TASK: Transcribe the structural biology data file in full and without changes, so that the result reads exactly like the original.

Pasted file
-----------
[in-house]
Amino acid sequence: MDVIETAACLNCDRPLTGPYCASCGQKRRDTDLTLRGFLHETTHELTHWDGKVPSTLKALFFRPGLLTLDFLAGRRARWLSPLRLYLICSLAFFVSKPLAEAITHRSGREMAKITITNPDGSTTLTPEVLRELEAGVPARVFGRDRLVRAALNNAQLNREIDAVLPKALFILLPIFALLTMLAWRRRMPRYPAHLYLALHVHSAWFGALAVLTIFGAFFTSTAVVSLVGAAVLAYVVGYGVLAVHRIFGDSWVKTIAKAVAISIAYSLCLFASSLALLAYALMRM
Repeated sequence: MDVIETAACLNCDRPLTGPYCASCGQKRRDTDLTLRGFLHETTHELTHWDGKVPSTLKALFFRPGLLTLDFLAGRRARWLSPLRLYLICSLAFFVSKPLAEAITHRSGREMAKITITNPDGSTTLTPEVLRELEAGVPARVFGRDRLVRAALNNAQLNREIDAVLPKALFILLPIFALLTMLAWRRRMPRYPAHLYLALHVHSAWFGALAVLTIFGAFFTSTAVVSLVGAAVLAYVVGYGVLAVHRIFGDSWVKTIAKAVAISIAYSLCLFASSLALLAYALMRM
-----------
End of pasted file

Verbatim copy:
[in-house]
Amino acid sequence: MDVIETAACLNCDRPLTGPYCASCGQKRRDTDLTLRGFLHETTHELTHWDGKVPSTLKALFFRPGLLTLDFLAGRRARWLSPLRLYLICSLAFFVSKPLAEAITHRSGREMAKITITNPDGSTTLTPEVLRELEAGVPARVFGRDRLVRAALNNAQLNREIDAVLPKALFILLPIFALLTMLAWRRRMPRYPAHLYLALHVHSAWFGALAVLTIFGAFFTSTAVVSLVGAAVLAYVVGYGVLAVHRIFGDSWVKTIAKAVAISIAYSLCLFASSLALLAYALMRM
Repeated sequence: MDVIETAACLNCDRPLTGPYCASCGQKRRDTDLTLRGFLHETTHELTHWDGKVPSTLKALFFRPGLLTLDFLAGRRARWLSPLRLYLICSLAFFVSKPLAEAITHRSGREMAKITITNPDGSTTLTPEVLRELEAGVPARVFGRDRLVRAALNNAQLNREIDAVLPKALFILLPIFALLTMLAWRRRMPRYPAHLYLALHVHSAWFGALAVLTIFGAFFTSTAVVSLVGAAVLAYVVGYGVLAVHRIFGDSWVKTIAKAVAISIAYSLCLFASSLALLAYALMRM